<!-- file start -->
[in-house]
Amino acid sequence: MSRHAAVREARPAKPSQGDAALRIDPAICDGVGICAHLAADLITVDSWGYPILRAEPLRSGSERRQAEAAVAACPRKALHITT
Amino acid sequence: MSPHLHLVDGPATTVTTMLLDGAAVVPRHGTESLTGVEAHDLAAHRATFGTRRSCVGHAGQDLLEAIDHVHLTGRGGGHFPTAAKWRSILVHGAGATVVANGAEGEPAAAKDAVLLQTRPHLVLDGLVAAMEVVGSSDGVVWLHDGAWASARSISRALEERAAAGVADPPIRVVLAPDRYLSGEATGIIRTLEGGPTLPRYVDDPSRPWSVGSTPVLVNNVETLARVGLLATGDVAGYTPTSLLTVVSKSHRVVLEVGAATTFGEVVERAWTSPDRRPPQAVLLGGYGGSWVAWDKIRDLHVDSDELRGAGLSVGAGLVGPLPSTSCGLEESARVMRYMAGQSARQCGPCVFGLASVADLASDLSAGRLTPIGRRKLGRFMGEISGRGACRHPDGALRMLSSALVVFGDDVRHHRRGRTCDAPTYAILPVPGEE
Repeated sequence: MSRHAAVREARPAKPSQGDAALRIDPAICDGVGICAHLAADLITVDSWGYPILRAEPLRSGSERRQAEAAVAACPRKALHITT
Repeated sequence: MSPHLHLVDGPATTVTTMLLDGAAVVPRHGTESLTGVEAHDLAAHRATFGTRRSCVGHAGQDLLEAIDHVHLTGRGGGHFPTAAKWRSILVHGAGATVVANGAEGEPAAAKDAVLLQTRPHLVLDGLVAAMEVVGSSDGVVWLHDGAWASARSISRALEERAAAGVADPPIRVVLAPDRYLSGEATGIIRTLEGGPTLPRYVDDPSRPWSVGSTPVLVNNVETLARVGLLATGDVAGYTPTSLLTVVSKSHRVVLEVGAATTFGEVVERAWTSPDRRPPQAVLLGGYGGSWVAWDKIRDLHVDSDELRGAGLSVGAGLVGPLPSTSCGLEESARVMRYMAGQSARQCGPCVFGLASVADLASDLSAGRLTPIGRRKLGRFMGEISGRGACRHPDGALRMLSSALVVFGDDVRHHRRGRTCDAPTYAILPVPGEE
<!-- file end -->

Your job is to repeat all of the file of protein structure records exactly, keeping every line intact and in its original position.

[in-house]
Amino acid sequence: MSRHAAVREARPAKPSQGDAALRIDPAICDGVGICAHLAADLITVDSWGYPILRAEPLRSGSERRQAEAAVAACPRKALHITT
Amino acid sequence: MSPHLHLVDGPATTVTTMLLDGAAVVPRHGTESLTGVEAHDLAAHRATFGTRRSCVGHAGQDLLEAIDHVHLTGRGGGHFPTAAKWRSILVHGAGATVVANGAEGEPAAAKDAVLLQTRPHLVLDGLVAAMEVVGSSDGVVWLHDGAWASARSISRALEERAAAGVADPPIRVVLAPDRYLSGEATGIIRTLEGGPTLPRYVDDPSRPWSVGSTPVLVNNVETLARVGLLATGDVAGYTPTSLLTVVSKSHRVVLEVGAATTFGEVVERAWTSPDRRPPQAVLLGGYGGSWVAWDKIRDLHVDSDELRGAGLSVGAGLVGPLPSTSCGLEESARVMRYMAGQSARQCGPCVFGLASVADLASDLSAGRLTPIGRRKLGRFMGEISGRGACRHPDGALRMLSSALVVFGDDVRHHRRGRTCDAPTYAILPVPGEE
Repeated sequence: MSRHAAVREARPAKPSQGDAALRIDPAICDGVGICAHLAADLITVDSWGYPILRAEPLRSGSERRQAEAAVAACPRKALHITT
Repeated sequence: MSPHLHLVDGPATTVTTMLLDGAAVVPRHGTESLTGVEAHDLAAHRATFGTRRSCVGHAGQDLLEAIDHVHLTGRGGGHFPTAAKWRSILVHGAGATVVANGAEGEPAAAKDAVLLQTRPHLVLDGLVAAMEVVGSSDGVVWLHDGAWASARSISRALEERAAAGVADPPIRVVLAPDRYLSGEATGIIRTLEGGPTLPRYVDDPSRPWSVGSTPVLVNNVETLARVGLLATGDVAGYTPTSLLTVVSKSHRVVLEVGAATTFGEVVERAWTSPDRRPPQAVLLGGYGGSWVAWDKIRDLHVDSDELRGAGLSVGAGLVGPLPSTSCGLEESARVMRYMAGQSARQCGPCVFGLASVADLASDLSAGRLTPIGRRKLGRFMGEISGRGACRHPDGALRMLSSALVVFGDDVRHHRRGRTCDAPTYAILPVPGEE